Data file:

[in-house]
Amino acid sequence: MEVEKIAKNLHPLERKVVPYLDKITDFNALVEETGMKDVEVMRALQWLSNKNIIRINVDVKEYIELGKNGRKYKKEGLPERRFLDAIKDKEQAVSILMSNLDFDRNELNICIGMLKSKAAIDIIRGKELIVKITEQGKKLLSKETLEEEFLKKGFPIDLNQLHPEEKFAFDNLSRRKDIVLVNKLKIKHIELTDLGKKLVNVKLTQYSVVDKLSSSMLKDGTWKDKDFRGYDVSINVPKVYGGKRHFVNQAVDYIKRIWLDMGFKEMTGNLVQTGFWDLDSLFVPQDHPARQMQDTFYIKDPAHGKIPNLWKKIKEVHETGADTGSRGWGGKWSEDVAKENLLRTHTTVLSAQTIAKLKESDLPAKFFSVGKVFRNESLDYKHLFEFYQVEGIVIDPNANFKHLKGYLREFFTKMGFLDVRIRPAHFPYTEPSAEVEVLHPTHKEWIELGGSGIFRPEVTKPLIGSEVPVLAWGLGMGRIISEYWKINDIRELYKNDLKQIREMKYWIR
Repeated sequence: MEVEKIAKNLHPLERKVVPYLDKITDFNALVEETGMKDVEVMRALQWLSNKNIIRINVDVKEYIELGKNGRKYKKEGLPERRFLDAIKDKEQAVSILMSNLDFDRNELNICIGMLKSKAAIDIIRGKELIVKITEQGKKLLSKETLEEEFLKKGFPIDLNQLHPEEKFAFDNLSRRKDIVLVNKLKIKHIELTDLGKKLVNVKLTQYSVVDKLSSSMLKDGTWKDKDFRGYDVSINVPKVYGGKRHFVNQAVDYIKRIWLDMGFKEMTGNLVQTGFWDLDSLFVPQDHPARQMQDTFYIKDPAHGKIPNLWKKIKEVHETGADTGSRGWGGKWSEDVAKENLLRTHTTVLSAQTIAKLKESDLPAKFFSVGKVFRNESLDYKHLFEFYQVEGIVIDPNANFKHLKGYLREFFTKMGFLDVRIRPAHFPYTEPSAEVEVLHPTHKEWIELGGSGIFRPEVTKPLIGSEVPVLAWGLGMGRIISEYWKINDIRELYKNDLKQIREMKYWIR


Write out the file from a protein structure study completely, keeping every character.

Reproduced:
[in-house]
Amino acid sequence: MEVEKIAKNLHPLERKVVPYLDKITDFNALVEETGMKDVEVMRALQWLSNKNIIRINVDVKEYIELGKNGRKYKKEGLPERRFLDAIKDKEQAVSILMSNLDFDRNELNICIGMLKSKAAIDIIRGKELIVKITEQGKKLLSKETLEEEFLKKGFPIDLNQLHPEEKFAFDNLSRRKDIVLVNKLKIKHIELTDLGKKLVNVKLTQYSVVDKLSSSMLKDGTWKDKDFRGYDVSINVPKVYGGKRHFVNQAVDYIKRIWLDMGFKEMTGNLVQTGFWDLDSLFVPQDHPARQMQDTFYIKDPAHGKIPNLWKKIKEVHETGADTGSRGWGGKWSEDVAKENLLRTHTTVLSAQTIAKLKESDLPAKFFSVGKVFRNESLDYKHLFEFYQVEGIVIDPNANFKHLKGYLREFFTKMGFLDVRIRPAHFPYTEPSAEVEVLHPTHKEWIELGGSGIFRPEVTKPLIGSEVPVLAWGLGMGRIISEYWKINDIRELYKNDLKQIREMKYWIR
Repeated sequence: MEVEKIAKNLHPLERKVVPYLDKITDFNALVEETGMKDVEVMRALQWLSNKNIIRINVDVKEYIELGKNGRKYKKEGLPERRFLDAIKDKEQAVSILMSNLDFDRNELNICIGMLKSKAAIDIIRGKELIVKITEQGKKLLSKETLEEEFLKKGFPIDLNQLHPEEKFAFDNLSRRKDIVLVNKLKIKHIELTDLGKKLVNVKLTQYSVVDKLSSSMLKDGTWKDKDFRGYDVSINVPKVYGGKRHFVNQAVDYIKRIWLDMGFKEMTGNLVQTGFWDLDSLFVPQDHPARQMQDTFYIKDPAHGKIPNLWKKIKEVHETGADTGSRGWGGKWSEDVAKENLLRTHTTVLSAQTIAKLKESDLPAKFFSVGKVFRNESLDYKHLFEFYQVEGIVIDPNANFKHLKGYLREFFTKMGFLDVRIRPAHFPYTEPSAEVEVLHPTHKEWIELGGSGIFRPEVTKPLIGSEVPVLAWGLGMGRIISEYWKINDIRELYKNDLKQIREMKYWIR